TOPICS: Barack Obama, race relations, Michelle Obama, Hillary Clinton, Timothy Geithner, Robert Gates, Eric Holder, Joe Lieberman, Ben Bernanke, Tiger Woods, Congress, Republicans, Democrats, opinion of government, economy, budget deficit, health care, Afghanistan, Martin Luther King, New Year's Eve, college football
Washington (CNN) - Health care reform is a signature issue for Democrats, but the attempt to overhaul the nation's health system has pitted liberals against centrists, exposing fissures 11 months before the 2010 midterm elections.
A year ago Democrats were united in victory after winning back the White House and picking up additional seats in Congress. But with victory comes expectations that are accentuated when a party controls both ends of Pennsylvania Avenue.
For Democrats, it is the party's political base - voters who turned out in 2008 to help elect Barack Obama president and boost the Democratic majorities in the House and Senate - which is demanding results.
Simply by the numbers, the health care overhaul should easily pass Congress. Democrats comfortably control the House of Representatives, and with the assistance of two Democratic-allied independents have the 60 votes needed to overcome a Republican filibuster in the Senate.
Related video: Will health care deal hold?
Except it is not about numbers on health care. It is about differences in ideology on the public option and abortion that has slowed down the bill.
TOPICS: Barack Obama, Joe Biden, Michelle Obama, Hillary Clinton, Bill Clinton, Sarah Palin, Mitt Romney, Mike Huckabee, Tim Pawlenty, Republican Party, Democratic Party, 2012 GOP nomination, Congress, terrorism, economy, race relations, environment, health care, Afghanistan, Iran, immigration, Nobel Peace Prize, H1N1 flu
TOPICS: Obama, Republicans and Democrats in Congress, Obama rating on issues, most important problem, opinion of government, mood of the country, economy, recession, terrorism, 9/11, health care, Afghanistan, H1N1 flu, Cash for Clunkers
WASHINGTON (CNN) - Call it a shot fired across the bow, or simply a stern warning to congressional Democrats: Power corrupts, and we are watching your every move. And if we think you are no longer representing the interests of your constituents, we will try to defeat you next year.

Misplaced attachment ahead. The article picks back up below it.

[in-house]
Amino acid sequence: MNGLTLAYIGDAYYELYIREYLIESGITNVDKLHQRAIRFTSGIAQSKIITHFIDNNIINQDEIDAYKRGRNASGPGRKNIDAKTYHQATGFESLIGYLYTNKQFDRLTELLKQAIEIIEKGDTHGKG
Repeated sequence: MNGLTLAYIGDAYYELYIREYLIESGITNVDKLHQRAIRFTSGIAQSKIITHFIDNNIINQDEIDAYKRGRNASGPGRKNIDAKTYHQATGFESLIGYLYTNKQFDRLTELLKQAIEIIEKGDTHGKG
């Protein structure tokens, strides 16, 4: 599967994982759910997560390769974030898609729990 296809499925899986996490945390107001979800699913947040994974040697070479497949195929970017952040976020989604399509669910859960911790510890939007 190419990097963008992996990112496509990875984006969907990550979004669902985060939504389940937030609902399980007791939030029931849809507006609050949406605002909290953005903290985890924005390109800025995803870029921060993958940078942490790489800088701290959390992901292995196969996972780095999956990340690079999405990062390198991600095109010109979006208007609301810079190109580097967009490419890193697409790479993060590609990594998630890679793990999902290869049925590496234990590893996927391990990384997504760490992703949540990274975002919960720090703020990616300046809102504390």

A Republican threat? Good guess, but no.
This is what Democratic activists are telling lawmakers of their own party, and they have formed a political action committee to raise money and help galvanize support for Democratic primary challengers in 2010.
WATCH more on political infighting
Accountability Now PAC formally launched Thursday, creating a potential headache for Democratic leaders who would rather spend time focused on expanding their congressional majorities next year rather than defending Democrats from fellow Democrats.
Watch the President's spirited defense of the Democratic stimulus package being considered by the Senate.
WILLIAMSBURG, Virginia (CNN) - President Barack Obama said Thursday that "the scale and the scope" of his economic plan is right, turning up the heat on critics he said were hawking "phony arguments" and "false theories of the past" to chip away at the bill's programs.
"Don't come to the table with the same tired arguments and worn ideas that helped to create this crisis," the president said at the House Democrats' annual retreat in Williamsburg.
"We're not going to get relief by turning back to the very same policies that, for the last eight years, doubled the national debt and threw our economy into a tailspin," he said. "We can't embrace the losing formula that says only tax cuts will work for every problem we face, that ignores critical challenges like our addiction to foreign oil, or the soaring cost of health care, or failing schools and crumbling bridges and roads and levees.
"I don't care whether you're driving a hybrid or an SUV - if you're headed for a cliff, you've got to change direction."
The Democrats welcomed the president with frequent interruptions for applause as he took on criticisms of the bill.
WASHINGTON (CNN) - The nation was evenly divided during the bitterly fought 2000 campaign, but the election night map was not: Viewers saw a sea of red flooding most of the country, with blue states ringing the coasts.
Two cycles later, an analysis of a year’s worth of polling data released Wednesday suggests a far different electoral landscape, and a shift more dramatic than even the Democrats’ solid 2008 showing might suggest: an ocean of blue surrounding a shrinking red island in the center of the nation.